Spain’s conservative government has provoked a storm among women’s groups with plans to tighten the country’s abortion laws to make the procedure illegal in cases where the foetus is deformed.
The government announced recently it would alter an abortion law introduced by its Socialist predecessors in 2010 which gave women the legal right to abortion on demand for up to 14 weeks of pregnancy.
The 2010 law also allowed women the legal right to abort up to the 22nd week of pregnancy in cases where the mother’s health is at risk or the foetus shows serious deformities.
In cases of an extremely severe serious malformation of a foetus, an abortion could be carried out at any time if approved by an ethics committee.
But last week Justice Minister Alberto Ruiz-Gallardon came out strongly against allowing abortion in cases of a deformed foetus.
“I don’t understand why we should deprive a foetus of life by allowing abortion for the simple reason that it suffers a handicap or a deformity,” he said in an interview published in conservative daily La Razon on July 22.
On Friday the minister justified his plans on the grounds that the United Nations’ Convention on the Rights of Persons with Disabilities urges nations to “adopt all necessary measures to guarantee the rights of disabled people”.
A collective of women’s rights groups has planned a protest in Madrid on Sunday against the planned abortion law reform that will get under way at noon (1000 GMT).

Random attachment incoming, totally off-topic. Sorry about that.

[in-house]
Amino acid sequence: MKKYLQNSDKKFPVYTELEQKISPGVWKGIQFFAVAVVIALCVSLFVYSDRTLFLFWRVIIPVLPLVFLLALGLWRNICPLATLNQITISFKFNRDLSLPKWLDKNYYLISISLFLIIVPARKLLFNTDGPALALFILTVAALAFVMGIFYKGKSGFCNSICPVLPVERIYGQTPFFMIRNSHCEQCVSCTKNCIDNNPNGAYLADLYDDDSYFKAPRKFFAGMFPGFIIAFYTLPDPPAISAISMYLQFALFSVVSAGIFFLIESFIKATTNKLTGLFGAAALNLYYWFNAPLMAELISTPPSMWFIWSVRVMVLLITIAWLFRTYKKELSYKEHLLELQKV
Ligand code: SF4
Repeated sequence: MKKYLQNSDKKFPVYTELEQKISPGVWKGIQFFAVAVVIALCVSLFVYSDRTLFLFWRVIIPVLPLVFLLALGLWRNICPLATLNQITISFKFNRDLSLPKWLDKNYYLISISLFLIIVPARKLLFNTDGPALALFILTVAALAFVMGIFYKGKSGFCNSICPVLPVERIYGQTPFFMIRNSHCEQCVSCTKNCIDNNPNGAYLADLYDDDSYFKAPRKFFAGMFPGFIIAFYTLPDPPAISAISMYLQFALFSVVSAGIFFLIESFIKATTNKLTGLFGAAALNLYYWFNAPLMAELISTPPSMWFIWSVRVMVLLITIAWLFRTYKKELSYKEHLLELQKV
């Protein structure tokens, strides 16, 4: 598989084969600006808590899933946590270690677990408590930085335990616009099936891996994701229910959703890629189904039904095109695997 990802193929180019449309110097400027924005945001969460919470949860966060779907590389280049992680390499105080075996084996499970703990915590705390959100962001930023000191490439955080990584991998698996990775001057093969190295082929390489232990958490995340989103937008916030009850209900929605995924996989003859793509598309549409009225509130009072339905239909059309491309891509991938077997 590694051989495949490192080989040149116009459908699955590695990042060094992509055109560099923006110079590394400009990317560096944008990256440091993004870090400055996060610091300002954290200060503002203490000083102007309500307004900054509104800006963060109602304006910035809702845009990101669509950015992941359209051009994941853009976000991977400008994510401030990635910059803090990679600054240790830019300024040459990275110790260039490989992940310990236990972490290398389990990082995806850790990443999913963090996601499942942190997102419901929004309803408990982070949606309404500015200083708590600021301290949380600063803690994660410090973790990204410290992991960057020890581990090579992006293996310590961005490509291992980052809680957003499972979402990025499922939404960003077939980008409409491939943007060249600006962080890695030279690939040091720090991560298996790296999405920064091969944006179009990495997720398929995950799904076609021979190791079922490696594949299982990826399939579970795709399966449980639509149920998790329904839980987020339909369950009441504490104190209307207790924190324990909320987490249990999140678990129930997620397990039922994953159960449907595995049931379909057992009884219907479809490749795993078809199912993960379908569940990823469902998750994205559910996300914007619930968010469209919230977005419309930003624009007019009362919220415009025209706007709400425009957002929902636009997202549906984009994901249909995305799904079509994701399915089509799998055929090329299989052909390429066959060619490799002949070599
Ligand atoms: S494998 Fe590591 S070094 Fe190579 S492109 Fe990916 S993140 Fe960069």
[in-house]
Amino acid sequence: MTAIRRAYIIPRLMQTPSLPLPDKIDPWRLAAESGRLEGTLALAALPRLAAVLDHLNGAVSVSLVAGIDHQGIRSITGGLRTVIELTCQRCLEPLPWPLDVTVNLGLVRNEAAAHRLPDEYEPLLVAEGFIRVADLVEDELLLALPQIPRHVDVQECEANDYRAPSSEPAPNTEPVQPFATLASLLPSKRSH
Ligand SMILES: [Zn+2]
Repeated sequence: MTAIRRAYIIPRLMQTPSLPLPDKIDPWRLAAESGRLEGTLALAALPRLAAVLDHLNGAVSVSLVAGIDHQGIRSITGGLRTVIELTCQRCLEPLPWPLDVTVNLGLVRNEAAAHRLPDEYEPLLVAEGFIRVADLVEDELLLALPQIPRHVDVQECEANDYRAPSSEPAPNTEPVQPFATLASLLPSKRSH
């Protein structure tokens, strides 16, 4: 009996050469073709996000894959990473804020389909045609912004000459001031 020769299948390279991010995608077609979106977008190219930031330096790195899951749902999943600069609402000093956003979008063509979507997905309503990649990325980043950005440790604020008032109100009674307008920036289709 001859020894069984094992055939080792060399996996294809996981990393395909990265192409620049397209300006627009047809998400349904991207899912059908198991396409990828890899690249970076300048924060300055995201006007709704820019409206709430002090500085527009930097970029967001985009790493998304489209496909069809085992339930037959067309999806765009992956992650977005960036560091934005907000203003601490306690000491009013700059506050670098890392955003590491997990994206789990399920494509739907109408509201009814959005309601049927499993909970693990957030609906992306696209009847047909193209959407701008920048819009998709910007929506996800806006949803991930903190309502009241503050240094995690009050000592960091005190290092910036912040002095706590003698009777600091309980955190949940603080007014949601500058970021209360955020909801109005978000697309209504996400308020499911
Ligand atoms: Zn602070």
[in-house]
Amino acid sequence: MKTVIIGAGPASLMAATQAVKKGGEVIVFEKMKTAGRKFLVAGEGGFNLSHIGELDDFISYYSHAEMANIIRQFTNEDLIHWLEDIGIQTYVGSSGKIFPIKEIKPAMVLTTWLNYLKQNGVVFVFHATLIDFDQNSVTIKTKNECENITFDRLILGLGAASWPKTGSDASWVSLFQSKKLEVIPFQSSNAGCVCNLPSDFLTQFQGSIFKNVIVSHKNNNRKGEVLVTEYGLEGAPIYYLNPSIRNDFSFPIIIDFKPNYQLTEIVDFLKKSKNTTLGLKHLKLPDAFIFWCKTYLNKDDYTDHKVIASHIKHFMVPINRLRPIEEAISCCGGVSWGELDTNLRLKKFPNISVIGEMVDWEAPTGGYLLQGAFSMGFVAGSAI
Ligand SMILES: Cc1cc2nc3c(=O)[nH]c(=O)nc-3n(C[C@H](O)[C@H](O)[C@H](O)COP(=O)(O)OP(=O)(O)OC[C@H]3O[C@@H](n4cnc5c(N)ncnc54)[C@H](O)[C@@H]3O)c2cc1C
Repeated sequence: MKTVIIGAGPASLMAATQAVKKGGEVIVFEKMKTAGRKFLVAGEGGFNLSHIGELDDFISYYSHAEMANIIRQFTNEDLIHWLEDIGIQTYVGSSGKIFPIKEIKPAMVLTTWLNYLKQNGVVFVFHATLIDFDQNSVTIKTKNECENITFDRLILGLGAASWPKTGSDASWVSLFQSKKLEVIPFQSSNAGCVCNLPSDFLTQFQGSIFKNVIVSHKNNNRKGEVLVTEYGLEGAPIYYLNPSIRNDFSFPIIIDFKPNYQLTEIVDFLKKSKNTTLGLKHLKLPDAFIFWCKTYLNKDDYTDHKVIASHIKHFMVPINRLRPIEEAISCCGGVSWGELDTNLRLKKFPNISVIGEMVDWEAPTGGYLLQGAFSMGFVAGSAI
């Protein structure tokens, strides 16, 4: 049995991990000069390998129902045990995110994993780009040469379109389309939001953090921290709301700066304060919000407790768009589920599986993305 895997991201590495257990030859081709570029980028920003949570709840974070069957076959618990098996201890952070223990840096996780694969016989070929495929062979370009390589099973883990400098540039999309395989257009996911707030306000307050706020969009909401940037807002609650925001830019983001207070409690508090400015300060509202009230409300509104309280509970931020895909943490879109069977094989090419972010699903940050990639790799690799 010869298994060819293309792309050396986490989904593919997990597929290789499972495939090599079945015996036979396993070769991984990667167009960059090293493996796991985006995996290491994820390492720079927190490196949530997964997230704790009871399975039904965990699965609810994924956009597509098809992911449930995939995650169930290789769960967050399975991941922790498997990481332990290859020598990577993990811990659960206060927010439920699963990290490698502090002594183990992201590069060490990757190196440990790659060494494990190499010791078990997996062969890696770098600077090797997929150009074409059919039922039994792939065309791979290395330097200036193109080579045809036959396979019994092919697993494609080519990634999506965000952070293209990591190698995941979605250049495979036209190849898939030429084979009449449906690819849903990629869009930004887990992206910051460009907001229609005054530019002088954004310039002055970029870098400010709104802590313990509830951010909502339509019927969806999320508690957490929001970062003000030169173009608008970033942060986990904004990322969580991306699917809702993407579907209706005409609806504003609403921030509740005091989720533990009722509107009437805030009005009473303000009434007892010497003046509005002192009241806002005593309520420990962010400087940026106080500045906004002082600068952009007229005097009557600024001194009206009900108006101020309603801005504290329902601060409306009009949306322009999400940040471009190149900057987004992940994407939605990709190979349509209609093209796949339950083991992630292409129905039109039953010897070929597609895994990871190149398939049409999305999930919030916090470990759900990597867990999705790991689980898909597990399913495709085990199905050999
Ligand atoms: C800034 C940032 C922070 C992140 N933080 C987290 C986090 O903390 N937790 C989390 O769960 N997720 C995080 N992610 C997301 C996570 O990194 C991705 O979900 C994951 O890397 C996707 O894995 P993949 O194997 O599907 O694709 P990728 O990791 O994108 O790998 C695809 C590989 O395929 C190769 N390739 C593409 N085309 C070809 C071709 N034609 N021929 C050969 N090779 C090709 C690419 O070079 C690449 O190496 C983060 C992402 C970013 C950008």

“The reform will send the law back to an era close to the Franco dictatorship and it distances Spain from the vast majority of European nations in terms of women’s rights,” the collective said in a statement.
Santiago Barambio, the head of the Spanish association of abortion clinics, Acai, and one of the authors of the 2010 abortion law, accuses the Popular Party government, in power since December, of hypocrisy.
“It is the peak of cynicism. At every international conference, all UN health agencies, the World Health Organisation, the Council of Europe, they all say not to restrict abortion,” he said.
“The minister represents the extreme right and the ultra-Catholics, which are perhaps a minority but are very powerful economically, such as Opus Dei for example,” he added in a reference to the conservative Roman Catholic organisation whose name in Latin means “Work of God”.
Trinidad Jimenez, a health minister in the previous Socialist government who now acts as the party’s secretary for social policy, called the planned abortion law changes a “counter-reform”.
“It sets us back 35 years,” she said.
Before the 2010 abortion reform, women could have an abortion only in cases of rape, serious deformity or when the mother’s mental or physical health was threatened.
The vast majority of the 115,000 abortions carried out in 2009, the year before the reform, were performed at private clinics and were justified on the grounds that the pregnancy posed a “psychological risk” to the woman.
Anti-abortion groups welcomed the planned abortion law reform.
Gador Joya, the spokesman for the “Right to Life” collective, said banning abortion in cases of a malformed foetus “is a step forward for the protection of the right to life”.
“But it is not enough because we believe that 97 per cent of the abortions carried out for other reasons are carried out under false pretences,” he added.